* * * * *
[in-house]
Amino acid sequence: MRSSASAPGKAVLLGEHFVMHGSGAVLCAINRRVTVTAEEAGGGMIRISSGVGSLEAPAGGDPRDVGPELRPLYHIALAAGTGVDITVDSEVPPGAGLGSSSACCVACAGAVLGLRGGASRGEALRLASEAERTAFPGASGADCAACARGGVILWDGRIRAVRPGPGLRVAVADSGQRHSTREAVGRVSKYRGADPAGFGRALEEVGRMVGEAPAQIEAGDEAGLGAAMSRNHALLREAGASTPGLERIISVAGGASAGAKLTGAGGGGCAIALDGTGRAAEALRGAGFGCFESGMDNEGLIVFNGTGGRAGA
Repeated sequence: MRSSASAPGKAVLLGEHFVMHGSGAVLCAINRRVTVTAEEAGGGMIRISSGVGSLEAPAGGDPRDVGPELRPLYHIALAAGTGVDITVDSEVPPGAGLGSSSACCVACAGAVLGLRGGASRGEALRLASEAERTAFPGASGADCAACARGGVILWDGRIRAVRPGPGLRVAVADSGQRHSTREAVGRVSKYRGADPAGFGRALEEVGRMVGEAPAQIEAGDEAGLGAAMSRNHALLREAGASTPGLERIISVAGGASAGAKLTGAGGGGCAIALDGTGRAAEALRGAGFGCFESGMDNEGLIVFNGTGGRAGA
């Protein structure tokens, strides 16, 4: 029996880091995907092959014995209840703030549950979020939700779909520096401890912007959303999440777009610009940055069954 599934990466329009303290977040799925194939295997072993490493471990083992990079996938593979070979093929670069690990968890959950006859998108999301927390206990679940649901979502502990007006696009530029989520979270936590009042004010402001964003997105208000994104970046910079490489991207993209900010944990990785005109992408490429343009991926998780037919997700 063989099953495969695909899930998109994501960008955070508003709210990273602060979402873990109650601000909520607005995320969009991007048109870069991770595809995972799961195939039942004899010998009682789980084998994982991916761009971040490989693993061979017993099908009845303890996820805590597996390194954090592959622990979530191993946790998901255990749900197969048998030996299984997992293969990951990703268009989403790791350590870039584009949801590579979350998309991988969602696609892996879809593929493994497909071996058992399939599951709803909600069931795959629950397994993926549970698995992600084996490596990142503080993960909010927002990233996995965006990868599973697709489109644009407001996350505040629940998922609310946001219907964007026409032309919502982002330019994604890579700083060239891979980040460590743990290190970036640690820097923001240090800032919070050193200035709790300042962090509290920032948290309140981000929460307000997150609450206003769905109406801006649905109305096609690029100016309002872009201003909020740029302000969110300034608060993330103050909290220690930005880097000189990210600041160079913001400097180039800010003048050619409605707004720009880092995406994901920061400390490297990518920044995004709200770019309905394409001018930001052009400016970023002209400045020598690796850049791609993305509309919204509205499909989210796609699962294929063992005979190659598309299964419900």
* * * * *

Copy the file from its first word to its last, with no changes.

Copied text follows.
[in-house]
Amino acid sequence: MRSSASAPGKAVLLGEHFVMHGSGAVLCAINRRVTVTAEEAGGGMIRISSGVGSLEAPAGGDPRDVGPELRPLYHIALAAGTGVDITVDSEVPPGAGLGSSSACCVACAGAVLGLRGGASRGEALRLASEAERTAFPGASGADCAACARGGVILWDGRIRAVRPGPGLRVAVADSGQRHSTREAVGRVSKYRGADPAGFGRALEEVGRMVGEAPAQIEAGDEAGLGAAMSRNHALLREAGASTPGLERIISVAGGASAGAKLTGAGGGGCAIALDGTGRAAEALRGAGFGCFESGMDNEGLIVFNGTGGRAGA
Repeated sequence: MRSSASAPGKAVLLGEHFVMHGSGAVLCAINRRVTVTAEEAGGGMIRISSGVGSLEAPAGGDPRDVGPELRPLYHIALAAGTGVDITVDSEVPPGAGLGSSSACCVACAGAVLGLRGGASRGEALRLASEAERTAFPGASGADCAACARGGVILWDGRIRAVRPGPGLRVAVADSGQRHSTREAVGRVSKYRGADPAGFGRALEEVGRMVGEAPAQIEAGDEAGLGAAMSRNHALLREAGASTPGLERIISVAGGASAGAKLTGAGGGGCAIALDGTGRAAEALRGAGFGCFESGMDNEGLIVFNGTGGRAGA
């Protein structure tokens, strides 16, 4: 029996880091995907092959014995209840703030549950979020939700779909520096401890912007959303999440777009610009940055069954 599934990466329009303290977040799925194939295997072993490493471990083992990079996938593979070979093929670069690990968890959950006859998108999301927390206990679940649901979502502990007006696009530029989520979270936590009042004010402001964003997105208000994104970046910079490489991207993209900010944990990785005109992408490429343009991926998780037919997700 063989099953495969695909899930998109994501960008955070508003709210990273602060979402873990109650601000909520607005995320969009991007048109870069991770595809995972799961195939039942004899010998009682789980084998994982991916761009971040490989693993061979017993099908009845303890996820805590597996390194954090592959622990979530191993946790998901255990749900197969048998030996299984997992293969990951990703268009989403790791350590870039584009949801590579979350998309991988969602696609892996879809593929493994497909071996058992399939599951709803909600069931795959629950397994993926549970698995992600084996490596990142503080993960909010927002990233996995965006990868599973697709489109644009407001996350505040629940998922609310946001219907964007026409032309919502982002330019994604890579700083060239891979980040460590743990290190970036640690820097923001240090800032919070050193200035709790300042962090509290920032948290309140981000929460307000997150609450206003769905109406801006649905109305096609690029100016309002872009201003909020740029302000969110300034608060993330103050909290220690930005880097000189990210600041160079913001400097180039800010003048050619409605707004720009880092995406994901920061400390490297990518920044995004709200770019309905394409001018930001052009400016970023002209400045020598690796850049791609993305509309919204509205499909989210796609699962294929063992005979190659598309299964419900």